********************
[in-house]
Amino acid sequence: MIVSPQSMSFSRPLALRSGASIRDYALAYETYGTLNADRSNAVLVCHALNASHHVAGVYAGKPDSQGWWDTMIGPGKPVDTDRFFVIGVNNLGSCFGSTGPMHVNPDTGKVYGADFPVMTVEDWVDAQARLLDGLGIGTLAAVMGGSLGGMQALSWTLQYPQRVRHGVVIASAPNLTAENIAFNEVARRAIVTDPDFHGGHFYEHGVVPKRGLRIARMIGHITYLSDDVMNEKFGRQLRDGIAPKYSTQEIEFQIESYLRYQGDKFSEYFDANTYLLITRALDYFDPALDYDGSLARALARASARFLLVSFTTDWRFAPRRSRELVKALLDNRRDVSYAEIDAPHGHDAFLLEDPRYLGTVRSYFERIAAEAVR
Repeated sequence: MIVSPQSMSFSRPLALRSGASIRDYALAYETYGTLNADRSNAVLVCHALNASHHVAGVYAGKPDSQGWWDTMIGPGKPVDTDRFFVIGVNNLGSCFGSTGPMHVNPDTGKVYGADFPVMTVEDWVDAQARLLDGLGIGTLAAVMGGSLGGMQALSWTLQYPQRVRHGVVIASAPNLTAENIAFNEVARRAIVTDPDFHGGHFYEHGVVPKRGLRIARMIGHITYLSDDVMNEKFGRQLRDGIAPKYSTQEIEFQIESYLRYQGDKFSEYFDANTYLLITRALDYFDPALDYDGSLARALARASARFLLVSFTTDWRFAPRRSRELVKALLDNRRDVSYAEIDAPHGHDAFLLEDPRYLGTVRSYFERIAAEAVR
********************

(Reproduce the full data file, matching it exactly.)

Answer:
[in-house]
Amino acid sequence: MIVSPQSMSFSRPLALRSGASIRDYALAYETYGTLNADRSNAVLVCHALNASHHVAGVYAGKPDSQGWWDTMIGPGKPVDTDRFFVIGVNNLGSCFGSTGPMHVNPDTGKVYGADFPVMTVEDWVDAQARLLDGLGIGTLAAVMGGSLGGMQALSWTLQYPQRVRHGVVIASAPNLTAENIAFNEVARRAIVTDPDFHGGHFYEHGVVPKRGLRIARMIGHITYLSDDVMNEKFGRQLRDGIAPKYSTQEIEFQIESYLRYQGDKFSEYFDANTYLLITRALDYFDPALDYDGSLARALARASARFLLVSFTTDWRFAPRRSRELVKALLDNRRDVSYAEIDAPHGHDAFLLEDPRYLGTVRSYFERIAAEAVR
Repeated sequence: MIVSPQSMSFSRPLALRSGASIRDYALAYETYGTLNADRSNAVLVCHALNASHHVAGVYAGKPDSQGWWDTMIGPGKPVDTDRFFVIGVNNLGSCFGSTGPMHVNPDTGKVYGADFPVMTVEDWVDAQARLLDGLGIGTLAAVMGGSLGGMQALSWTLQYPQRVRHGVVIASAPNLTAENIAFNEVARRAIVTDPDFHGGHFYEHGVVPKRGLRIARMIGHITYLSDDVMNEKFGRQLRDGIAPKYSTQEIEFQIESYLRYQGDKFSEYFDANTYLLITRALDYFDPALDYDGSLARALARASARFLLVSFTTDWRFAPRRSRELVKALLDNRRDVSYAEIDAPHGHDAFLLEDPRYLGTVRSYFERIAAEAVR